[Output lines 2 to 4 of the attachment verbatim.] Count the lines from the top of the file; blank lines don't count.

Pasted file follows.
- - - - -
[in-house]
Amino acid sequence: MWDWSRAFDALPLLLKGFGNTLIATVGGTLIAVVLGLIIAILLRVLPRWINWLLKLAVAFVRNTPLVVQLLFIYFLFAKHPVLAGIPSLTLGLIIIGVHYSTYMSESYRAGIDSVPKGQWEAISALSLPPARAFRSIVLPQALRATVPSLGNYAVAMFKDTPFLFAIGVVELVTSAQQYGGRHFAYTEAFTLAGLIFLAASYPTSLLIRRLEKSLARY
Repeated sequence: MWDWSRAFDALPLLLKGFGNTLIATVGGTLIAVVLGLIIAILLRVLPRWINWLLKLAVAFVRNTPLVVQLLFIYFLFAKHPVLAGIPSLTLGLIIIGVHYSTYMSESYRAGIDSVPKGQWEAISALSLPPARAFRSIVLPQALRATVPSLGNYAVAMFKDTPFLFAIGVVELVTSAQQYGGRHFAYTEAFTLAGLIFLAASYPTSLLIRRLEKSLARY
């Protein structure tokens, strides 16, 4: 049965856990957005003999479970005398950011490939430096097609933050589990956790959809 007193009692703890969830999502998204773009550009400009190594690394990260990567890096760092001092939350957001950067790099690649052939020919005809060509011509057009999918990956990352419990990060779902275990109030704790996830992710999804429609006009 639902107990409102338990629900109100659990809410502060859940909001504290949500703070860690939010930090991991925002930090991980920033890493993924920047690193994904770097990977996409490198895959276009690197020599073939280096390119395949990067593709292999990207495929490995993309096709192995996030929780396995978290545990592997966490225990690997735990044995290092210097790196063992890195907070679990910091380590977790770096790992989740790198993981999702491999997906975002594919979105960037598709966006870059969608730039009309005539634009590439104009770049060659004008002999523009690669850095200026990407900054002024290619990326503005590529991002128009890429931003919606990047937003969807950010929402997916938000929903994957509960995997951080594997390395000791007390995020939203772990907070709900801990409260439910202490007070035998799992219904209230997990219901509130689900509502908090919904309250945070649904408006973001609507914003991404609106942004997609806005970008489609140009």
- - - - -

Amino acid sequence: MWDWSRAFDALPLLLKGFGNTLIATVGGTLIAVVLGLIIAILLRVLPRWINWLLKLAVAFVRNTPLVVQLLFIYFLFAKHPVLAGIPSLTLGLIIIGVHYSTYMSESYRAGIDSVPKGQWEAISALSLPPARAFRSIVLPQALRATVPSLGNYAVAMFKDTPFLFAIGVVELVTSAQQYGGRHFAYTEAFTLAGLIFLAASYPTSLLIRRLEKSLARY
Repeated sequence: MWDWSRAFDALPLLLKGFGNTLIATVGGTLIAVVLGLIIAILLRVLPRWINWLLKLAVAFVRNTPLVVQLLFIYFLFAKHPVLAGIPSLTLGLIIIGVHYSTYMSESYRAGIDSVPKGQWEAISALSLPPARAFRSIVLPQALRATVPSLGNYAVAMFKDTPFLFAIGVVELVTSAQQYGGRHFAYTEAFTLAGLIFLAASYPTSLLIRRLEKSLARY
């Protein structure tokens, strides 16, 4: 049965856990957005003999479970005398950011490939430096097609933050589990956790959809 007193009692703890969830999502998204773009550009400009190594690394990260990567890096760092001092939350957001950067790099690649052939020919005809060509011509057009999918990956990352419990990060779902275990109030704790996830992710999804429609006009 639902107990409102338990629900109100659990809410502060859940909001504290949500703070860690939010930090991991925002930090991980920033890493993924920047690193994904770097990977996409490198895959276009690197020599073939280096390119395949990067593709292999990207495929490995993309096709192995996030929780396995978290545990592997966490225990690997735990044995290092210097790196063992890195907070679990910091380590977790770096790992989740790198993981999702491999997906975002594919979105960037598709966006870059969608730039009309005539634009590439104009770049060659004008002999523009690669850095200026990407900054002024290619990326503005590529991002128009890429931003919606990047937003969807950010929402997916938000929903994957509960995997951080594997390395000791007390995020939203772990907070709900801990409260439910202490007070035998799992219904209230997990219901509130689900509502908090919904309250945070649904408006973001609507914003991404609106942004997609806005970008489609140009």